I mean, it kind of had to be here. But it’s also ironic to hear Earle in country shuffle mode as he takes on the role of the young, green singer/songwriter on the road trying to make it in Nashville. I’ve always considered Earle’s career to have its phases. The mid-’90s saw the triumphant return and new form of an artist who was always destined for more, and everything afterward has added to that legacy in its own way, from tributes to fallen icons to passion projects alike. And before that return you had the angsty rock star that was riding that freight train to hell and churning out great art from his suffering – we expect that a bit too often from our favorites, sadly. And this is where it all started. But even knowing he’d move far past this, there’s something undeniable about that riff, and the way he charges ahead with big dreams and possible delusions of grandeur that, nevertheless, feel well-earned in hindsight.
No. 9, “Poison Lovers” (w/ Siobhan Kennedy)
Another duet, only this time around it’s hard to ignore how much of a toll time has taken on Earle’s voice. This is certainly not a song I enjoy for its chemistry, because in truth, it’s Siobhan Kennedy who steals the spotlight here, where if Earle sounds worn-out and haggard from another bout with bad love, she’s the one who’s had enough and lets listeners know. Couple that with a fantastic slow-burn of a bass groove, and you have a track where that frustration feels like it lets loose and spills over to a point for which there is no turning back for either one of them.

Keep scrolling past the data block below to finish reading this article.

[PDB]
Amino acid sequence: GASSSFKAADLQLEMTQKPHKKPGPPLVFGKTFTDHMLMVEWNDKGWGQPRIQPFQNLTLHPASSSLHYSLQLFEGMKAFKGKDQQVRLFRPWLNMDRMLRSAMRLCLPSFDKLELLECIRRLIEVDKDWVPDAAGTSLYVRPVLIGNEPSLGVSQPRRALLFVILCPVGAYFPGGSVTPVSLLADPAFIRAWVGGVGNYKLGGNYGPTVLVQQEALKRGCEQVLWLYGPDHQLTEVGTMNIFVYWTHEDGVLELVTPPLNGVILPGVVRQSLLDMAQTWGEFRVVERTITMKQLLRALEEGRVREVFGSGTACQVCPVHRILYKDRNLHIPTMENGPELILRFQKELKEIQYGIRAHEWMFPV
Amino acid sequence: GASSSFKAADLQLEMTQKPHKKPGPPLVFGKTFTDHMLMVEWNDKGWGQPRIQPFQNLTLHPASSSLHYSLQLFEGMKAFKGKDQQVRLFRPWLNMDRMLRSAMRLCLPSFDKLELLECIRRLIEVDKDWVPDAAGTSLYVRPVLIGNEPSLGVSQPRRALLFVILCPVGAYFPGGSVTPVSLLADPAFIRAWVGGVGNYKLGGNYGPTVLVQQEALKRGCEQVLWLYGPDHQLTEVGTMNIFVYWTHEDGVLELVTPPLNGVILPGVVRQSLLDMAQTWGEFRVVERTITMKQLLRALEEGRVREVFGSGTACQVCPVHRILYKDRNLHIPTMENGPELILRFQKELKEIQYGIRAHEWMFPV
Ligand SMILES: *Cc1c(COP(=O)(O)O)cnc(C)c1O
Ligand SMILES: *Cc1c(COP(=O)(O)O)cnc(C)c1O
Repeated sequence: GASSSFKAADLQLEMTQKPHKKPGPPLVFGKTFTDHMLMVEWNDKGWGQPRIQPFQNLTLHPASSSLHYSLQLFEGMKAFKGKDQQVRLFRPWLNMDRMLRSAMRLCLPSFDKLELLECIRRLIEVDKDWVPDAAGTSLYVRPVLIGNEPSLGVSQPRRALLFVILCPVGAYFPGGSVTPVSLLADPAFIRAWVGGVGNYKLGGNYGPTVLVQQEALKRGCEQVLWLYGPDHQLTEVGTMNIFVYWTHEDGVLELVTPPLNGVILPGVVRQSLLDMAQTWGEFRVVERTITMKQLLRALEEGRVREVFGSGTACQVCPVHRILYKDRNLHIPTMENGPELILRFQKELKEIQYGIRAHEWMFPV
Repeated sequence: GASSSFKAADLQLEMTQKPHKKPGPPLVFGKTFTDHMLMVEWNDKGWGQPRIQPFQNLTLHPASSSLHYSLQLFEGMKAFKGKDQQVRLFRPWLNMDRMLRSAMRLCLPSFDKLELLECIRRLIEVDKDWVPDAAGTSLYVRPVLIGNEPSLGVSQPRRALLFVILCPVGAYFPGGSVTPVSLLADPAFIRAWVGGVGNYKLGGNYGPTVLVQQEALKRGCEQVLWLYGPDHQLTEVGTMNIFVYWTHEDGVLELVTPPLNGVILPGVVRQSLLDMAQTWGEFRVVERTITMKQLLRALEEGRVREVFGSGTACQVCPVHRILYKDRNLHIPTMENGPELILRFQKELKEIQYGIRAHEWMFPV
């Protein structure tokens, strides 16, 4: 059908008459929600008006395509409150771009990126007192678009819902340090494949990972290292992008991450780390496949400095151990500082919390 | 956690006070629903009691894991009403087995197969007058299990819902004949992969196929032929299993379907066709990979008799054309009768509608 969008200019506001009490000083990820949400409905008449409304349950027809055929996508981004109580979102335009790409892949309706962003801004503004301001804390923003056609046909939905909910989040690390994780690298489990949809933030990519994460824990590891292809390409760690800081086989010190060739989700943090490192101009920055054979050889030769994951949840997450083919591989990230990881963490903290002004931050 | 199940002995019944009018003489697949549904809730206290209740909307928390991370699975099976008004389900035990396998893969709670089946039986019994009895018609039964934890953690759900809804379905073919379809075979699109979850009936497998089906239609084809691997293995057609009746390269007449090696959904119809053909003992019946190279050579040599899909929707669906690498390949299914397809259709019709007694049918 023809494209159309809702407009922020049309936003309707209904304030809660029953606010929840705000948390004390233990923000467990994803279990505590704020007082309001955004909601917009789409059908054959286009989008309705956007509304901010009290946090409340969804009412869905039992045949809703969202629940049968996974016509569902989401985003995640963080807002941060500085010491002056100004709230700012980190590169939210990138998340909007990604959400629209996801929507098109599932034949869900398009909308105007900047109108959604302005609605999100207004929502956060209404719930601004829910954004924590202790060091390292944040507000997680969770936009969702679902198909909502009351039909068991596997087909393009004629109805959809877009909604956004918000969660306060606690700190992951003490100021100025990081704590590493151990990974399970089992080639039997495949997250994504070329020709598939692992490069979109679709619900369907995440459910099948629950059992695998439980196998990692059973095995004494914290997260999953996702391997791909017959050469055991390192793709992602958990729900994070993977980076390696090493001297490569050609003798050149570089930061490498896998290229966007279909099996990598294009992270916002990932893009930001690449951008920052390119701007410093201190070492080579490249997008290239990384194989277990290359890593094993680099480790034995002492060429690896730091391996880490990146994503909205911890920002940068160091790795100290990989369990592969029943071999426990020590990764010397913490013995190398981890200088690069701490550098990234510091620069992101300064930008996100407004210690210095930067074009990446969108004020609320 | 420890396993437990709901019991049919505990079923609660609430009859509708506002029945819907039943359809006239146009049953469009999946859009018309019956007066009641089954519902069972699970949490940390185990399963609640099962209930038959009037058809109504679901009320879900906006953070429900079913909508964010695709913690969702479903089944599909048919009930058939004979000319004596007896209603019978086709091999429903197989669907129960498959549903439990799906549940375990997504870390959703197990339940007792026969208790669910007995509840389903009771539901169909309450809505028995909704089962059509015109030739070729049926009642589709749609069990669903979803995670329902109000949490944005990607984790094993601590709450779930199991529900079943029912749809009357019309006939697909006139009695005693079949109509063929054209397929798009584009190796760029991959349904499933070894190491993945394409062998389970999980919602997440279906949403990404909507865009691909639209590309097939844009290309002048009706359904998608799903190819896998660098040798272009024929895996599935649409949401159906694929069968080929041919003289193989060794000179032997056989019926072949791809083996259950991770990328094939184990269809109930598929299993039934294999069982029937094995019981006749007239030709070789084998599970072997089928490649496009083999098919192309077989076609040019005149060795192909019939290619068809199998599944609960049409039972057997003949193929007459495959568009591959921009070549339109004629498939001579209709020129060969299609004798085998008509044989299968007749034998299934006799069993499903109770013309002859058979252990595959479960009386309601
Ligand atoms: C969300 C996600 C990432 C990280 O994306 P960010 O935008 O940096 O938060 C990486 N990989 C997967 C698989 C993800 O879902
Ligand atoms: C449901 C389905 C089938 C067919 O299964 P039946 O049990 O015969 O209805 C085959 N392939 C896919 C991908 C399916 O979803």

No. 8, “The Devil’s Right Hand”
From an era in which Earle was adding as much muscle as he could to his production and writing, we have a song with one of the greatest hooks to ever live and fire excellently on all counts – a tried-and-true tale of disappointing dear old mom by going against her wishes and living a life on the run that always comes back to that one fatal lesson: “Mama said the pistol is the devil’s right hand.” And it’s going to hammer that point in with a key change toward the end for emphasis, damn it.
No. 7, “Someday”
If there’s an obvious influence on Guitar Town, Steve Earle’s debut album, it isn’t really a country one; it’s a rock one. And there’s almost something cathartic about the Bruce Springsteen influence evident in the yearning for freedom from one’s life in a small town on “Someday.” Earle’s work has always followed suit, never content with itself and always looking for that next stop. And it’s all the more ironic that it was released in a format where you’re supposed to love your small towns. Like most tracks here, I could just scream that chorus and hook and point to them as the primary factors for why I love this, but it’s one of those tracks that just awakens something primal within.
No. 6, “Billy Austin”